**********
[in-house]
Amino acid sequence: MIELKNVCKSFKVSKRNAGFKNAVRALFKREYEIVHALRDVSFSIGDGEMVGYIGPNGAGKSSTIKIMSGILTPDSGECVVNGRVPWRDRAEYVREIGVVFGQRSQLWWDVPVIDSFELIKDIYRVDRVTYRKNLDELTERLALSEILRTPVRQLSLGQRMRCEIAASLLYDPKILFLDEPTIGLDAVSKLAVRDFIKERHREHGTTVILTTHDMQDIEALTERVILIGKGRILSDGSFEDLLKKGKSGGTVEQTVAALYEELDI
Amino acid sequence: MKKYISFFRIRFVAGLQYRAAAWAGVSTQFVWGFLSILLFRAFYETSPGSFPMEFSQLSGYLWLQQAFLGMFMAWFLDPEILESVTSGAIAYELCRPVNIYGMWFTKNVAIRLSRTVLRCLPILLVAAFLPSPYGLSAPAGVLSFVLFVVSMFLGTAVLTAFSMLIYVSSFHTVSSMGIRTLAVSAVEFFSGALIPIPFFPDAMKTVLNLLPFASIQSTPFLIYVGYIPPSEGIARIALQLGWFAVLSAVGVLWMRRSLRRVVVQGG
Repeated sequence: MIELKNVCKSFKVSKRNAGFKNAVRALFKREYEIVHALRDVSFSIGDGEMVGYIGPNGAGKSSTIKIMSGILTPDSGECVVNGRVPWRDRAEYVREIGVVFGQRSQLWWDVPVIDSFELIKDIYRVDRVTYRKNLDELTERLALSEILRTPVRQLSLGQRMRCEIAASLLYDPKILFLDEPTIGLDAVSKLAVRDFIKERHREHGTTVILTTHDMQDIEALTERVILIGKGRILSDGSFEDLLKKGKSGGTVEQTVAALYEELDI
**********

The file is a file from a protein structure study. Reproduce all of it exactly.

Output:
[in-house]
Amino acid sequence: MIELKNVCKSFKVSKRNAGFKNAVRALFKREYEIVHALRDVSFSIGDGEMVGYIGPNGAGKSSTIKIMSGILTPDSGECVVNGRVPWRDRAEYVREIGVVFGQRSQLWWDVPVIDSFELIKDIYRVDRVTYRKNLDELTERLALSEILRTPVRQLSLGQRMRCEIAASLLYDPKILFLDEPTIGLDAVSKLAVRDFIKERHREHGTTVILTTHDMQDIEALTERVILIGKGRILSDGSFEDLLKKGKSGGTVEQTVAALYEELDI
Amino acid sequence: MKKYISFFRIRFVAGLQYRAAAWAGVSTQFVWGFLSILLFRAFYETSPGSFPMEFSQLSGYLWLQQAFLGMFMAWFLDPEILESVTSGAIAYELCRPVNIYGMWFTKNVAIRLSRTVLRCLPILLVAAFLPSPYGLSAPAGVLSFVLFVVSMFLGTAVLTAFSMLIYVSSFHTVSSMGIRTLAVSAVEFFSGALIPIPFFPDAMKTVLNLLPFASIQSTPFLIYVGYIPPSEGIARIALQLGWFAVLSAVGVLWMRRSLRRVVVQGG
Repeated sequence: MIELKNVCKSFKVSKRNAGFKNAVRALFKREYEIVHALRDVSFSIGDGEMVGYIGPNGAGKSSTIKIMSGILTPDSGECVVNGRVPWRDRAEYVREIGVVFGQRSQLWWDVPVIDSFELIKDIYRVDRVTYRKNLDELTERLALSEILRTPVRQLSLGQRMRCEIAASLLYDPKILFLDEPTIGLDAVSKLAVRDFIKERHREHGTTVILTTHDMQDIEALTERVILIGKGRILSDGSFEDLLKKGKSGGTVEQTVAALYEELDI